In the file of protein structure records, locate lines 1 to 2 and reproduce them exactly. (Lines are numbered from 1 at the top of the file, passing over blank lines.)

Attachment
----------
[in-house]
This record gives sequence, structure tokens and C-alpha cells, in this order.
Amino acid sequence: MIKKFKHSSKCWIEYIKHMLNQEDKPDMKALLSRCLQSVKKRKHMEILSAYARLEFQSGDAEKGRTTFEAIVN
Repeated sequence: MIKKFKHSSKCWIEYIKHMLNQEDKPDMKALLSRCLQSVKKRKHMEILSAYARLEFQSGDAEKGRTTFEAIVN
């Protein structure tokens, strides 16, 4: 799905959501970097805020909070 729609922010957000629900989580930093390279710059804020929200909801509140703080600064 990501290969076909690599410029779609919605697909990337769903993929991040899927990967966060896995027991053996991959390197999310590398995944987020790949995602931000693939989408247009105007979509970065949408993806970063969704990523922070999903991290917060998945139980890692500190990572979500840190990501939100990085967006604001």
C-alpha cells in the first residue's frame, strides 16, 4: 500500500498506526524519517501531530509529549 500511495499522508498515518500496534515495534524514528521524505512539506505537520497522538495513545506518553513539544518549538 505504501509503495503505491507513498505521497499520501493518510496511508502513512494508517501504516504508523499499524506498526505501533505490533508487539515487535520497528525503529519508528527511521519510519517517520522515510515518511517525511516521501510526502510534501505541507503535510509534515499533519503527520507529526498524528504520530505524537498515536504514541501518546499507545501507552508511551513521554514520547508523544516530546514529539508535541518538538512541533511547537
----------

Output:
[in-house]
This record gives sequence, structure tokens and C-alpha cells, in this order.